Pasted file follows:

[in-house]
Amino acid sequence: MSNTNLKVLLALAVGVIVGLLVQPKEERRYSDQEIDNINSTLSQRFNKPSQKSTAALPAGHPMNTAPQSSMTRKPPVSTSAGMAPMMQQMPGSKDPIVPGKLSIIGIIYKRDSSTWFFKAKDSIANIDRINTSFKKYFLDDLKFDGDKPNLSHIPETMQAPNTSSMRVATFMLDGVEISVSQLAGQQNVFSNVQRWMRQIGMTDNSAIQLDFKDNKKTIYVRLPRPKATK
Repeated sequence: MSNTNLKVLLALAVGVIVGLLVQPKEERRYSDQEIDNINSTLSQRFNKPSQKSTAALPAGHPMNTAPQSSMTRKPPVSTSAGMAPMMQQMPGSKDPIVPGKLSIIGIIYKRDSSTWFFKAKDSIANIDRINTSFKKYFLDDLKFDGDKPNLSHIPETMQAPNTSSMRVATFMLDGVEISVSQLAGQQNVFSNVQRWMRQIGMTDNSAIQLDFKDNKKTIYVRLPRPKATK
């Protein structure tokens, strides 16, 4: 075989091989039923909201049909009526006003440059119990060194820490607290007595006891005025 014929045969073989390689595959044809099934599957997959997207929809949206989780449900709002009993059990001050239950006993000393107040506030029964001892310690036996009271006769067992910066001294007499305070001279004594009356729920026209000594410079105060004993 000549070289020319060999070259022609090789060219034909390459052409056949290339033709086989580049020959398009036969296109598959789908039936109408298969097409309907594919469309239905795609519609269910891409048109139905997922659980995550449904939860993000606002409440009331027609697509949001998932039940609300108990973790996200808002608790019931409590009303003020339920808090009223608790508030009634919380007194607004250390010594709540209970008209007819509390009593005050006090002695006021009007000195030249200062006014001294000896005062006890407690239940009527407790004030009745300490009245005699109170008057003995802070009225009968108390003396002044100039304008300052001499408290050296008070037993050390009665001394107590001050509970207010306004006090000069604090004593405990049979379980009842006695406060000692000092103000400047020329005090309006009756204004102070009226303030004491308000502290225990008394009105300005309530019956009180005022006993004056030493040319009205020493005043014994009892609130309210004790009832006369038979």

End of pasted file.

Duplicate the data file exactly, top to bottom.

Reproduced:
[in-house]
Amino acid sequence: MSNTNLKVLLALAVGVIVGLLVQPKEERRYSDQEIDNINSTLSQRFNKPSQKSTAALPAGHPMNTAPQSSMTRKPPVSTSAGMAPMMQQMPGSKDPIVPGKLSIIGIIYKRDSSTWFFKAKDSIANIDRINTSFKKYFLDDLKFDGDKPNLSHIPETMQAPNTSSMRVATFMLDGVEISVSQLAGQQNVFSNVQRWMRQIGMTDNSAIQLDFKDNKKTIYVRLPRPKATK
Repeated sequence: MSNTNLKVLLALAVGVIVGLLVQPKEERRYSDQEIDNINSTLSQRFNKPSQKSTAALPAGHPMNTAPQSSMTRKPPVSTSAGMAPMMQQMPGSKDPIVPGKLSIIGIIYKRDSSTWFFKAKDSIANIDRINTSFKKYFLDDLKFDGDKPNLSHIPETMQAPNTSSMRVATFMLDGVEISVSQLAGQQNVFSNVQRWMRQIGMTDNSAIQLDFKDNKKTIYVRLPRPKATK
């Protein structure tokens, strides 16, 4: 075989091989039923909201049909009526006003440059119990060194820490607290007595006891005025 014929045969073989390689595959044809099934599957997959997207929809949206989780449900709002009993059990001050239950006993000393107040506030029964001892310690036996009271006769067992910066001294007499305070001279004594009356729920026209000594410079105060004993 000549070289020319060999070259022609090789060219034909390459052409056949290339033709086989580049020959398009036969296109598959789908039936109408298969097409309907594919469309239905795609519609269910891409048109139905997922659980995550449904939860993000606002409440009331027609697509949001998932039940609300108990973790996200808002608790019931409590009303003020339920808090009223608790508030009634919380007194607004250390010594709540209970008209007819509390009593005050006090002695006021009007000195030249200062006014001294000896005062006890407690239940009527407790004030009745300490009245005699109170008057003995802070009225009968108390003396002044100039304008300052001499408290050296008070037993050390009665001394107590001050509970207010306004006090000069604090004593405990049979379980009842006695406060000692000092103000400047020329005090309006009756204004102070009226303030004491308000502290225990008394009105300005309530019956009180005022006993004056030493040319009205020493005043014994009892609130309210004790009832006369038979």